Government Intervenes in Suit Against Energy & Process Corporation Alleging Use of Defective Steel Rebar and Quality Control Failures in Nuclear Waste Treatment Facility
The government has intervened in a False Claims Act lawsuit against Energy & Process Corporation (E&P), of Tucker, Georgia, alleging that E&P knowingly failed to perform required quality assurance procedures and supplied defective steel reinforcing bars (rebar) in connection with a contract to construct a Department of Energy (DOE) nuclear waste treatment facility, the Justice Department announced today.
“The Department of Justice is committed to ensuring that construction suppliers who are paid a premium to meet high safety standards actually supply the goods and perform the work for which they are paid,” said Principal Deputy Assistant Attorney General Benjamin C. Mizer, head of the Justice Department’s Civil Division. “When contractors cut corners, they not only cheat American taxpayers, but they also can put public safety at risk, particularly when their misconduct affects a facility that houses and processes nuclear materials.”
The lawsuit alleges that although the DOE paid E&P a premium to supply rebar that met stringent regulatory standards for the Mixed Oxide Fuel Fabrication and Reactor Irradiation Services facility in the DOE’s Savannah River site near Aiken, South Carolina, E&P failed to perform most of the necessary quality assurance measures, while falsely certifying that those requirements had been met. The lawsuit further alleges that one-third of the rebar supplied by E&P and used in the construction was found to be defective.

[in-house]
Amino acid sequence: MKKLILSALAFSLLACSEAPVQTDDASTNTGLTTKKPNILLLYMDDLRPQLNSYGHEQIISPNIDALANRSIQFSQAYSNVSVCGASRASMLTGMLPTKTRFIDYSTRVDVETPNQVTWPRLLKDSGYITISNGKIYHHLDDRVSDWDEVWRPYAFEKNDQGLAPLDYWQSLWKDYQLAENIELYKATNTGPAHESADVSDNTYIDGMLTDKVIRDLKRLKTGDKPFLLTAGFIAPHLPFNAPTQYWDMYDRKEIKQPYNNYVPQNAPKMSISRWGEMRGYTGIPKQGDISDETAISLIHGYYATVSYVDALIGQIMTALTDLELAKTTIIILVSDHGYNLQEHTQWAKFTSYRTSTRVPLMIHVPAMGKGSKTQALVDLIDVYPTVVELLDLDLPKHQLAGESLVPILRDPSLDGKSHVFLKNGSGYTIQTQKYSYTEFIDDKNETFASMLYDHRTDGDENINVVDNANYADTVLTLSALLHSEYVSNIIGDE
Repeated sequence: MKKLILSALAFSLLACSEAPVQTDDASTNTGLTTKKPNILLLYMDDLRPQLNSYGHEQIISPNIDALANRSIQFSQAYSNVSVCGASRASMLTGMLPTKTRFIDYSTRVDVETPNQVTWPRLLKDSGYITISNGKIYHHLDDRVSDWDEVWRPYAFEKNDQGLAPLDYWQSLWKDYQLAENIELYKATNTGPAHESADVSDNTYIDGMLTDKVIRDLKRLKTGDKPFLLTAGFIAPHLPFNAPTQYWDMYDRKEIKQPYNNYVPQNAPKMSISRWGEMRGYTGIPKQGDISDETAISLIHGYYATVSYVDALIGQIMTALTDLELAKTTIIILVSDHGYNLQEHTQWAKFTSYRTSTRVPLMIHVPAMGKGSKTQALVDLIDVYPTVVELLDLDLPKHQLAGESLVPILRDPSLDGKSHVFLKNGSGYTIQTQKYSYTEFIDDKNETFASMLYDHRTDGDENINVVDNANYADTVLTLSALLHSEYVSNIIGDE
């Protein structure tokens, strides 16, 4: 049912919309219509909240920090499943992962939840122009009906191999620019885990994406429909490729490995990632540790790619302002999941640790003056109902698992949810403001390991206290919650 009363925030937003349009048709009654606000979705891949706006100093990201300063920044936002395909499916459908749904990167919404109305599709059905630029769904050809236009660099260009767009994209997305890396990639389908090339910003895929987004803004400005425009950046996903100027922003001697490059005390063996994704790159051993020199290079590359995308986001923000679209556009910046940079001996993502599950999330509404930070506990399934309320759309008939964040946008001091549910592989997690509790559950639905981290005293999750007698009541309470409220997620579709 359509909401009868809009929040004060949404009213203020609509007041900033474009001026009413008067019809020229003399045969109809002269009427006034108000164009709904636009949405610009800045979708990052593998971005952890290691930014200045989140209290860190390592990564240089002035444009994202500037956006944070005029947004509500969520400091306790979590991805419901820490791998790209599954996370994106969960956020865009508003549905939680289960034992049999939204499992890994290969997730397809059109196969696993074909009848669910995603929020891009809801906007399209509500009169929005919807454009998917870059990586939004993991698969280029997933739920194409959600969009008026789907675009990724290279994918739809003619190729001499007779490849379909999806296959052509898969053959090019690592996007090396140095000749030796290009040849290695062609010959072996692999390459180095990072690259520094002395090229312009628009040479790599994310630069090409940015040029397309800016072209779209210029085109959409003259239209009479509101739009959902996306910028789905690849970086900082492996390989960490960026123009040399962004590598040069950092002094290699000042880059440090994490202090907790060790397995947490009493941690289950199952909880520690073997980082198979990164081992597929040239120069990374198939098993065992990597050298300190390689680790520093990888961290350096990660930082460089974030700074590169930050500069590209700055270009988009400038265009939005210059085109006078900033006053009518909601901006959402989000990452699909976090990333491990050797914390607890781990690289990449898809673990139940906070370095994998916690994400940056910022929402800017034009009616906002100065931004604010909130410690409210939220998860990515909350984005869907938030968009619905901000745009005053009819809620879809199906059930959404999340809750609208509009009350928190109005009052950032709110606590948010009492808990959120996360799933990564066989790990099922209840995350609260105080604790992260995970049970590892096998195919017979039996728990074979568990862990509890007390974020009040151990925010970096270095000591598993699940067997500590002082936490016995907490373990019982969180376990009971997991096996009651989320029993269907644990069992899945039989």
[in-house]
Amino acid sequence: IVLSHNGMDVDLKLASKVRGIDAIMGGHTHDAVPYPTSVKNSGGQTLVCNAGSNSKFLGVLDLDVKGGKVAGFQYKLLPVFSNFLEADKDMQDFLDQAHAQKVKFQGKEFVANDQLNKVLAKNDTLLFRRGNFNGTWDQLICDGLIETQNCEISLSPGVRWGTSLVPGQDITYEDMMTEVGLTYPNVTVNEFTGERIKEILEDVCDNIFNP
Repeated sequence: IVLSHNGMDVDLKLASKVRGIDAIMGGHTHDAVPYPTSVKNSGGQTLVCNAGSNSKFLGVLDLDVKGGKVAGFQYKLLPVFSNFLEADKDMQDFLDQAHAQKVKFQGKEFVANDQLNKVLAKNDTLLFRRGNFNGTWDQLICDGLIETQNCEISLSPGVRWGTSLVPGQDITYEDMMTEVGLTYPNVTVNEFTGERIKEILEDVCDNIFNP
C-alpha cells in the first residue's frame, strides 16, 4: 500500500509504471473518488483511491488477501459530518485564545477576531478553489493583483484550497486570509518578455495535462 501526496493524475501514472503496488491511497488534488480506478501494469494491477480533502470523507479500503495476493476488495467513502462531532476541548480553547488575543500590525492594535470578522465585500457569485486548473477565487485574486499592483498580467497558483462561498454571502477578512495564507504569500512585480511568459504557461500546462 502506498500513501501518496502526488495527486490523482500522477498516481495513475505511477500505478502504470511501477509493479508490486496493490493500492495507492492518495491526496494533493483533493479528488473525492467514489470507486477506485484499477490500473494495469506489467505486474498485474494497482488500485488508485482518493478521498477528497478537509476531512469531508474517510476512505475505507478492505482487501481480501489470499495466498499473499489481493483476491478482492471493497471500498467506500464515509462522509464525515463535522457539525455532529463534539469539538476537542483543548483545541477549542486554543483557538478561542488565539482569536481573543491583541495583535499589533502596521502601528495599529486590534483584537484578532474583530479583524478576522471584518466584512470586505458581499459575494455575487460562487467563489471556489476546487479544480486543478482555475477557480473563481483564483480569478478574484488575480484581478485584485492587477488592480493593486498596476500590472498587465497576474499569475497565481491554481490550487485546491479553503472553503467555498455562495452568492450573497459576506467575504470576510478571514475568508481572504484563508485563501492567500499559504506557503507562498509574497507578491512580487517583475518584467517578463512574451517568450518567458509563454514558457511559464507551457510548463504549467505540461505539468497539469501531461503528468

“To ensure that the nuclear facility would be safe, the government paid E&P a sizable premium for exhaustive quality control procedures,” said U.S. Attorney John Horn of the Northern District of Georgia. “This lawsuit alleges that E&P intentionally failed to perform the quality control work, and then concealed its failing by providing false certifications to the government. In intervening in this lawsuit, the U.S. Attorney’s Office seeks to ensure that entities that defraud the government are identified and held responsible.”
The lawsuit was filed by Deborah Cook, a former employee of the prime contractor building the DOE facility, under the qui tam, or whistleblower, provisions of the False Claims Act. Under the act, private citizens can bring suit on behalf of the government for false claims and share in any recovery. The act permits the government to intervene in such lawsuits, as it has done in this case. Defendants found liable under the act are subject to treble damages and penalties.
This matter was investigated by the Civil Division’s Commercial Litigation Branch, the U.S. Attorney’s Offices of the Northern District of Georgia and the District of South Carolina and the DOE’s Office of Inspector General.
The case is captioned United States ex rel. Cook v. Shaw Areva Mox Services, LLC, et al., Case No. 01:13-cv-4023 (N.D. Ga.).
The claims asserted against E&P are allegations only and there has been no determination of liability.